JUBA — A UN staff member based in South Sudan, who was in isolation after it was believed he may have come into contact with a COVID-19 patient, has fled the country.
South Sudan has confirmed four coronavirus cases so far, and has put several measures in place, one of which called for quarantining and testing of all contacts of those who have tested positive.
The United Nations traced 99 close contacts, and expected them to be quarantined and tested over the next two weeks.
In a statement on Sunday, the United Nations said it would take disciplinary action against the staff member who failed to complete self-isolation and left South Sudan without authorization.
The United Nations explained that the staff member was in isolation after it was believed he may have come into contact with a person diagnosed with COVID-19.
It added, “He received one test that confirmed him as negative and then left Juba on a flight without the knowledge of the United Nations. The flight was commercial, not a United Nations flight.”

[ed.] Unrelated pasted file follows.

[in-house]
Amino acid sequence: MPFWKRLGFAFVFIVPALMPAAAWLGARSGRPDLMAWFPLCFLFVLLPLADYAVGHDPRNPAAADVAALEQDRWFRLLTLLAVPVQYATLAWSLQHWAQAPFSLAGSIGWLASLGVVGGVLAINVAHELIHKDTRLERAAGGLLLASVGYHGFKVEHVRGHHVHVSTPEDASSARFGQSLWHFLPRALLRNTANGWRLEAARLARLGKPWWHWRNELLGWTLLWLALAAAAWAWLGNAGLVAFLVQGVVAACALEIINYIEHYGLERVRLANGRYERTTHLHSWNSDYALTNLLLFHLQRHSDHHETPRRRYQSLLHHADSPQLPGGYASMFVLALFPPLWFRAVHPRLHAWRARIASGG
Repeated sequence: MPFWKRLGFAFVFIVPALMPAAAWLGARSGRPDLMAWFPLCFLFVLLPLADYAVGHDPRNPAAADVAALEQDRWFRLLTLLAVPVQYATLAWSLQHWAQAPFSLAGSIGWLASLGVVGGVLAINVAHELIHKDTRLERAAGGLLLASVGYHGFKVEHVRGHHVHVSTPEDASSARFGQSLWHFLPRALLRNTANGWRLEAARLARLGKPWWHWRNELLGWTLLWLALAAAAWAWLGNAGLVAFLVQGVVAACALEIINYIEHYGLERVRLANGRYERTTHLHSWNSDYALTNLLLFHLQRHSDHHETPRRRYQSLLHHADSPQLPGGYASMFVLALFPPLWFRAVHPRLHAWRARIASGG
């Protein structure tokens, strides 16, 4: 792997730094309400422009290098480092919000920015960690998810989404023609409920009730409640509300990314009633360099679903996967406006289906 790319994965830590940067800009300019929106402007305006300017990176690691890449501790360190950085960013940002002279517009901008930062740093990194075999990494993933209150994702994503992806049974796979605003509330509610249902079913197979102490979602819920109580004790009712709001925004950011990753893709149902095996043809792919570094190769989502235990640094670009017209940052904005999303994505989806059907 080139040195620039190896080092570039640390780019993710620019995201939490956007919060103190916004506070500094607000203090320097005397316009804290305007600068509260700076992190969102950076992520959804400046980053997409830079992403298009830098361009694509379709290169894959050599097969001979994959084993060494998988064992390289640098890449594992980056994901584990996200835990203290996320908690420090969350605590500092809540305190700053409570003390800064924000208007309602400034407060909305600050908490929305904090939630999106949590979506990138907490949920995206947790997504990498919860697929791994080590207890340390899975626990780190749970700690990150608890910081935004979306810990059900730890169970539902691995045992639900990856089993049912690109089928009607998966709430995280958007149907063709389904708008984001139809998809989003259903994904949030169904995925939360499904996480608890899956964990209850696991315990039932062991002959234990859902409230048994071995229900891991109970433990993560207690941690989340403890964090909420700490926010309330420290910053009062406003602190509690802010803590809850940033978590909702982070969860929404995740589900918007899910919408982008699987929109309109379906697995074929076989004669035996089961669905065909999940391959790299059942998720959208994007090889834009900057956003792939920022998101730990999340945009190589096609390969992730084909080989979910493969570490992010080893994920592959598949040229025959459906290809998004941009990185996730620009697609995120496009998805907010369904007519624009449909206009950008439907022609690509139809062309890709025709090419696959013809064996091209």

The UN mission pointed out that it is continuing to strictly follow the health protocols relating to COVID-19 and is working cooperatively through the World Health Organization with the Ministry of Health.
Any United Nations staff who fail to adhere to the requirements for testing and self-isolation will face disciplinary action, according to the statement.
For his part, Dr. Makur Koryom, the undersecretary in the South Sudan Ministry of Health, said one of the 99 contacts left South Sudan on a UN flight.
Makur, who is also a member of the high level taskforce on COVID-19, said the South Sudanese government was not aware of what had happened.
He further said the high level taskforce condemns the act in strongest terms possible, and holds the UN system in the country accountable for any unseemly events that may ensue.
“This is in clear violation of the International Health Regulations (HR 2005),” Koryom said.